On the perilous voyage, Mei Ling takes an orphan girl named Siew under her wing. Dreams of a better life in America give Mei Ling the strength to endure the treacherous journey and detainment on Angel Island. But when she finally reaches San Francisco, she’s met with a surprise. Her husband, Chinn Kai Li, is a houseboy, not the successful merchant he led her to believe.

Mei Ling is penniless, pregnant, and bound to a man she doesn’t know. Her fragile marriage is tested further when she discovers that Siew will likely be forced into prostitution. Desperate to rescue Siew, she must convince her husband that an orphan’s life is worth fighting for. Can Mei Ling find a way to make a real family—even if it’s built on a paper foundation?

Bridge of Clay by Markus Zusak

[synopsis provided by goodreads.com]

Here is a story told inside out and back to front:

The five Dunbar brothers are living – fighting, dreaming, loving – in the perfect squalor of a house without grownups. Today, the father who walked out on them long ago is about to walk right back in.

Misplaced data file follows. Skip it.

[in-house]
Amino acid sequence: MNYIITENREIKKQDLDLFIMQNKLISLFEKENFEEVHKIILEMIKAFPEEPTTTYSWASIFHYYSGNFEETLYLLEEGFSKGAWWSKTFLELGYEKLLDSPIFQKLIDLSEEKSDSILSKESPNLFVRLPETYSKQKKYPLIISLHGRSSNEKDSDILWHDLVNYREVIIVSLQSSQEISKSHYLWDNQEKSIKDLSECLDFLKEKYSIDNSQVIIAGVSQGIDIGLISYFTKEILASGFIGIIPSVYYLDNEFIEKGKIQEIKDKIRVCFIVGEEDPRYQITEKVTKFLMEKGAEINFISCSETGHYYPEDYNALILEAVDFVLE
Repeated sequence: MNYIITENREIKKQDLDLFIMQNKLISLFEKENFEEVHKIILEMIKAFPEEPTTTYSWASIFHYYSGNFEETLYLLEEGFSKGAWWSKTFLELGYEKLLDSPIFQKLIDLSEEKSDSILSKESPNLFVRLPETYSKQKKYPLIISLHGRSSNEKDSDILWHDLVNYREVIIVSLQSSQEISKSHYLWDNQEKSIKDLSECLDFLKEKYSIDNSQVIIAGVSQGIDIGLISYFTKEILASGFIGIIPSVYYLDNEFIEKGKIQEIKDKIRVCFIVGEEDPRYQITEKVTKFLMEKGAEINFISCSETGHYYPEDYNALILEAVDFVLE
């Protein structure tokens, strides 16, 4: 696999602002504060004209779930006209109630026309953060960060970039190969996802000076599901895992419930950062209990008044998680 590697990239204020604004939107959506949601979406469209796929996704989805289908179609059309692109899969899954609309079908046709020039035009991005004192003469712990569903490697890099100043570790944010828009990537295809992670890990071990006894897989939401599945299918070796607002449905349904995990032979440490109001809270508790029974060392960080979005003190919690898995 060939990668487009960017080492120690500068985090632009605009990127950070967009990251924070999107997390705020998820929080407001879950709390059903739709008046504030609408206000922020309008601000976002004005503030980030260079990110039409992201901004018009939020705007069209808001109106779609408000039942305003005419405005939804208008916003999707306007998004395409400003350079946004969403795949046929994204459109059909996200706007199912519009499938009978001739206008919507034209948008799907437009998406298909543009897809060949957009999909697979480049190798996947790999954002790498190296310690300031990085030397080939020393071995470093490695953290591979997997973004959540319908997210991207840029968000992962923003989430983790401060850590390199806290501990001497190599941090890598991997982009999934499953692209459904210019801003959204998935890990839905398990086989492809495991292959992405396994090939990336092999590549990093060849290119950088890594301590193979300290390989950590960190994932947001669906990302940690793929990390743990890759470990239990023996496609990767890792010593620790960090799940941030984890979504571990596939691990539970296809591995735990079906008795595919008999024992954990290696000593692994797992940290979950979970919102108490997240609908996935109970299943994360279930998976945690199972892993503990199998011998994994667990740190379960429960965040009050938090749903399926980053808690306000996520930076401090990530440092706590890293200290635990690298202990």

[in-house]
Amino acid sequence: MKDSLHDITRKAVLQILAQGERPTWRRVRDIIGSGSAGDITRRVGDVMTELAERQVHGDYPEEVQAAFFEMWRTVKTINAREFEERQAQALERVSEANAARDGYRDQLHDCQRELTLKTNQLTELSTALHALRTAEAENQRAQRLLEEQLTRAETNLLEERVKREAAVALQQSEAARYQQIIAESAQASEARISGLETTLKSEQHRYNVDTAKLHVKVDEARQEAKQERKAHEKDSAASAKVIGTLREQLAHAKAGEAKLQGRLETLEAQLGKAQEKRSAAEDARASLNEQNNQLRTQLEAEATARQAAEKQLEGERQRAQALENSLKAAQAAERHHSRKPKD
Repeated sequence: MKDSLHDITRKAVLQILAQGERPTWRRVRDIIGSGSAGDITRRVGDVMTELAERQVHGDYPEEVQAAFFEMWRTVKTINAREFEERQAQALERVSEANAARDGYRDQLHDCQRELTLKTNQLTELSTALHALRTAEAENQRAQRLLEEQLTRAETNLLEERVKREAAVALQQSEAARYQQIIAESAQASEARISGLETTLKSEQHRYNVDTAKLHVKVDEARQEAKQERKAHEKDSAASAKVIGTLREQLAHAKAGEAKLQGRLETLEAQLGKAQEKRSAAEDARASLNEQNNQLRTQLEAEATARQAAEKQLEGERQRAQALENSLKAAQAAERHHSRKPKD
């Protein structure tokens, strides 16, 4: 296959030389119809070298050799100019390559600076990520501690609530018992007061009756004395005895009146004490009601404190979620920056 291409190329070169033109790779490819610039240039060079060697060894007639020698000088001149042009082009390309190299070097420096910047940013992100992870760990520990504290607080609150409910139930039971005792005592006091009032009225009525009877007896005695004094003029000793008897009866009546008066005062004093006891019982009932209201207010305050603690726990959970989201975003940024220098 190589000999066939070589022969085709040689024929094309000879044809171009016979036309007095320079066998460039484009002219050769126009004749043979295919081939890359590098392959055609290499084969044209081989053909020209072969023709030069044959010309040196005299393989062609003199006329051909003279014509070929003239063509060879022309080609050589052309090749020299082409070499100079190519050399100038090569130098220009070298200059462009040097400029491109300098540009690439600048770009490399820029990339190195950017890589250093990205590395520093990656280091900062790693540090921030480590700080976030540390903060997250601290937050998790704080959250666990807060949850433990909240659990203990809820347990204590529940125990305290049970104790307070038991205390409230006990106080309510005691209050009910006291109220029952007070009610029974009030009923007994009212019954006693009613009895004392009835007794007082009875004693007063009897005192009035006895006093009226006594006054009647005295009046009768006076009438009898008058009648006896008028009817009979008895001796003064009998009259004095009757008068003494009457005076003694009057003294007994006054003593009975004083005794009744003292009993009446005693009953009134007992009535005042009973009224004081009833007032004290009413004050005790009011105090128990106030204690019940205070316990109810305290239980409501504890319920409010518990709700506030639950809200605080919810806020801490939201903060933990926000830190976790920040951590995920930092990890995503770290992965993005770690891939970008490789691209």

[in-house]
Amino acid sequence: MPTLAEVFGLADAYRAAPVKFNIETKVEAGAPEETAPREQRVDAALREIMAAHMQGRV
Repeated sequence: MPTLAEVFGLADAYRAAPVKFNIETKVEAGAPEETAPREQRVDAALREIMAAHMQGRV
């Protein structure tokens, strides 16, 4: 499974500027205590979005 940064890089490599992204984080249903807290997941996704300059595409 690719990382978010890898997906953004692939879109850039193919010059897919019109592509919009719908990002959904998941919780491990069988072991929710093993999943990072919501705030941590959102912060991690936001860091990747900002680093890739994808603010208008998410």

But why has he returned, and who have the boys become in the meantime?

At the helm is Matthew, cynical, poetic; Rory, forever truanting; Henry, the money-spinner; and Tommy, the pet collector who has populated the house with dysfunctional pets, including Achilles the mule and Rosy the border collie.

And then there’s Clay, the quiet one, his whole young life haunted by an unspeakable act.

From a grandfather, whose passion for the ancient Greeks still colors their lives, to a mother and father fell in love over a mislaid piano, to a present day, where five sons dwell in a house with no rules, BRIDGE OF CLAY is an epic portrait of how a ramshackle family, held together by stories and by love, come to unbury one boy’s tragic secret.

What I Want to Read Next

The Buried Giant by Kazuo Ishiguro

The Poisonwood Bible by Barbara Kingsolver

The Legend of Broken by Caleb Carr

Educated by Tara Westover

The Mountain Shadow by Gregory David Roberts

A Column of Fire by Ken Follett

World Without End by Ken Follett

The Evening and the Morning by Ken Follett

The Zahir by Paulo Coelho

The Witch of Portobello by Paulo Coelho

The Valkyries by Paulo Coelho

What I’m Reading Right Now: The Pillars of the Earth by Ken Follett